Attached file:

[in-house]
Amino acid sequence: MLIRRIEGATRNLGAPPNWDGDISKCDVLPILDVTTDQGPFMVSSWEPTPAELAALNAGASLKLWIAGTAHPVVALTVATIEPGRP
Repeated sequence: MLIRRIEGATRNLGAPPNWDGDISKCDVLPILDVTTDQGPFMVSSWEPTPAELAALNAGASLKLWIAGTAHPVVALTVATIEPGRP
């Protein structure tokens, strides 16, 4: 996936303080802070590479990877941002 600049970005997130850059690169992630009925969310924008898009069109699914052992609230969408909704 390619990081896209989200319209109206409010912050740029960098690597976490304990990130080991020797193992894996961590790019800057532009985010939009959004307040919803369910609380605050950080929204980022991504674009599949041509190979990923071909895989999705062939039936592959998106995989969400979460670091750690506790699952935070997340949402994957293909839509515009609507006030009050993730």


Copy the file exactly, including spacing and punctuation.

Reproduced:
[in-house]
Amino acid sequence: MLIRRIEGATRNLGAPPNWDGDISKCDVLPILDVTTDQGPFMVSSWEPTPAELAALNAGASLKLWIAGTAHPVVALTVATIEPGRP
Repeated sequence: MLIRRIEGATRNLGAPPNWDGDISKCDVLPILDVTTDQGPFMVSSWEPTPAELAALNAGASLKLWIAGTAHPVVALTVATIEPGRP
């Protein structure tokens, strides 16, 4: 996936303080802070590479990877941002 600049970005997130850059690169992630009925969310924008898009069109699914052992609230969408909704 390619990081896209989200319209109206409010912050740029960098690597976490304990990130080991020797193992894996961590790019800057532009985010939009959004307040919803369910609380605050950080929204980022991504674009599949041509190979990923071909895989999705062939039936592959998106995989969400979460670091750690506790699952935070997340949402994957293909839509515009609507006030009050993730």